Last updated on July 2nd, 2019 at 09:10 am
The number of workers in Wisconsin who are members of unions declined by 11,000 to 219,000 in 2018, according to data from the U.S. Bureau of Labor Statistics.
Union members now make up 8.1 percent of workers in the state, compared to 8.3 percent in 2017.
The decline erases membership gains unions made in 2017 and continues a downward trend in recent years.
In 2000, union members made up 17.8 percent of the state workforce. By 2010, the state’s union membership rate declined to 14.2 percent.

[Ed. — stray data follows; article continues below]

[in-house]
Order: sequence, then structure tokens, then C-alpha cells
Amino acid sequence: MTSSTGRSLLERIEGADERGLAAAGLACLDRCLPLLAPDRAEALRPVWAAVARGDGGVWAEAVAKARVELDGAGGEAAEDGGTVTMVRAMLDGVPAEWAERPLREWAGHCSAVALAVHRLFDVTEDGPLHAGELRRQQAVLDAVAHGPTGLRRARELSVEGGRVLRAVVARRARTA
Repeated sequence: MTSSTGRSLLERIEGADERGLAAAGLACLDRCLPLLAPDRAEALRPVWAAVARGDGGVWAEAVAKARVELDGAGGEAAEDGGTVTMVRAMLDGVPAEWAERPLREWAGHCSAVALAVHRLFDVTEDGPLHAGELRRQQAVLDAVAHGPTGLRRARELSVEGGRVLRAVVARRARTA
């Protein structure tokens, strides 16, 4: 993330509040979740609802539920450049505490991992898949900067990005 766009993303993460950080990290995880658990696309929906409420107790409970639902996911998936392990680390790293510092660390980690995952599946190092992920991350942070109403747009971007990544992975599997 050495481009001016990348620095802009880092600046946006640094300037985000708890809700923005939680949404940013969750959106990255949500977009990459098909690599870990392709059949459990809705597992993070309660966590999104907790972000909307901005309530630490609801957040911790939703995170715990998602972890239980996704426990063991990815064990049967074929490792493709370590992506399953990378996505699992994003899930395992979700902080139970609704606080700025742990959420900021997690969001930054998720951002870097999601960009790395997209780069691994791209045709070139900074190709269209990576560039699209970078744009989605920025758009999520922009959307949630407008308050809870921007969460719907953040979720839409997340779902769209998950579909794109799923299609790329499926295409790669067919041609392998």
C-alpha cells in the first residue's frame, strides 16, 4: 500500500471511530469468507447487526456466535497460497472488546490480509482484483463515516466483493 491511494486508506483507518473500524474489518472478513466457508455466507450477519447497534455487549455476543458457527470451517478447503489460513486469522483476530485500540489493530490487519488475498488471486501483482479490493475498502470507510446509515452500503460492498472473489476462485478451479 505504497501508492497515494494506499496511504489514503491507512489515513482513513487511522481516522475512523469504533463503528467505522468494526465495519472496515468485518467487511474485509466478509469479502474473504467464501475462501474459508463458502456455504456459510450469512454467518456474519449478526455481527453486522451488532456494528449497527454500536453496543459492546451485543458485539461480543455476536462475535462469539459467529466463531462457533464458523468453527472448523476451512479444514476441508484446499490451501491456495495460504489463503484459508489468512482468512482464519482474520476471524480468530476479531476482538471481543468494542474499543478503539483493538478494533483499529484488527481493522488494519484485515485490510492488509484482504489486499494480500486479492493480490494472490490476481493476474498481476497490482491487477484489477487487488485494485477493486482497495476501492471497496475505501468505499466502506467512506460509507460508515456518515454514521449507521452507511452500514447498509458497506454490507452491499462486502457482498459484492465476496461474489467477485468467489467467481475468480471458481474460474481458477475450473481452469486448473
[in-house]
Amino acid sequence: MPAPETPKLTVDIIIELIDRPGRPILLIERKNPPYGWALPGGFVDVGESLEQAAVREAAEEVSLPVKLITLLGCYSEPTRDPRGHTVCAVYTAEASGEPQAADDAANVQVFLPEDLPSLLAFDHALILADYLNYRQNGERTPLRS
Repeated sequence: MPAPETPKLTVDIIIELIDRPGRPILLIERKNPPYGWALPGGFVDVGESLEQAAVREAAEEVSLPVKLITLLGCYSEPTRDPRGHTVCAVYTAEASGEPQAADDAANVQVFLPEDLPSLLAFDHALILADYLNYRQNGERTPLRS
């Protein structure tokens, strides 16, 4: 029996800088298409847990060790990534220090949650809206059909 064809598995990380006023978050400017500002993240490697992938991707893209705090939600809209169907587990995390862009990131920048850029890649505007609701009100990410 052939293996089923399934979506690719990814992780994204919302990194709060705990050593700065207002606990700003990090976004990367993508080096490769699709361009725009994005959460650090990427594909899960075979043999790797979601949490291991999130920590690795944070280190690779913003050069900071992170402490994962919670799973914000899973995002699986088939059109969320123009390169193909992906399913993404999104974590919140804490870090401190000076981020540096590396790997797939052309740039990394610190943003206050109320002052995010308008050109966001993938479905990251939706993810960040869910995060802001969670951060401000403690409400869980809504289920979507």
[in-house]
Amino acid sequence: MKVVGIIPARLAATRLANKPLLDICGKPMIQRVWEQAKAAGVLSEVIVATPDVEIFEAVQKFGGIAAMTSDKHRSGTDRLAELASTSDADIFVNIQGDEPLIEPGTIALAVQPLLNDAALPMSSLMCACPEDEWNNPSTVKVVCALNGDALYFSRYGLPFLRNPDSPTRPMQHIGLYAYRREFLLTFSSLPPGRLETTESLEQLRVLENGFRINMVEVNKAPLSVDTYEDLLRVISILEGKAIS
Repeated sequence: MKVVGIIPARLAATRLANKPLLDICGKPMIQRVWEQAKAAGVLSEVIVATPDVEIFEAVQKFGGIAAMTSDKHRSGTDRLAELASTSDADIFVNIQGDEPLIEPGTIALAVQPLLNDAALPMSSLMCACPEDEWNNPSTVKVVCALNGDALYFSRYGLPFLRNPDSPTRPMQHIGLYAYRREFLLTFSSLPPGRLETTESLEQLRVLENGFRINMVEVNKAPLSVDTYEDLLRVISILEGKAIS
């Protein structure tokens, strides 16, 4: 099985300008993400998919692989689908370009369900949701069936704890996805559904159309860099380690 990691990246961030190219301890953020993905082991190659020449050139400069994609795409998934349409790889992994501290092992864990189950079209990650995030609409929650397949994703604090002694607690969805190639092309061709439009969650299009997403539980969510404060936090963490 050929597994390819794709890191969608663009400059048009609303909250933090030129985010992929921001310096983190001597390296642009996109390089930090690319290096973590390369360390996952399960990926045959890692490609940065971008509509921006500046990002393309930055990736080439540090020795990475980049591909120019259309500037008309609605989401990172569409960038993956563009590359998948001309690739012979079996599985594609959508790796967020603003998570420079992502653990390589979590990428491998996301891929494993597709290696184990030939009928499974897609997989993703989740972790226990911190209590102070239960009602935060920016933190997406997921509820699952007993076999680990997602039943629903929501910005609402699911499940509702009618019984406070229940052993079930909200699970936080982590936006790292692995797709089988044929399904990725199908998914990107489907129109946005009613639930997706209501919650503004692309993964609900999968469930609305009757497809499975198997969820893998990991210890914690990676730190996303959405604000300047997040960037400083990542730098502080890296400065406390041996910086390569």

During former Gov. Scott Walker’s tenure, which included the passage of Act 10 and right-to-work legislation, membership decreased by 136,000.
Nationally, the number of union members is up by 0.2 percent since 2010, compared to Wisconsin’s nearly 39 percent decrease in membership.
Union membership decreased by 73,000 in the United States from 2017 to 2018, dropping the membership rate from 10.7 to 10.5 percent.
Twenty-five states saw union membership rates decline in 2018, led by a 1.6 percentage point decrease in Nebraska. New York dropped 1.5 points, New Jersey was down 1.3 points and Illinois declined 1.2 points.
Hawaii saw the largest increase in union membership rate, up 1.8 points to 23.1 percent. Alabama also increased 1.8 points to 9.2 percent.
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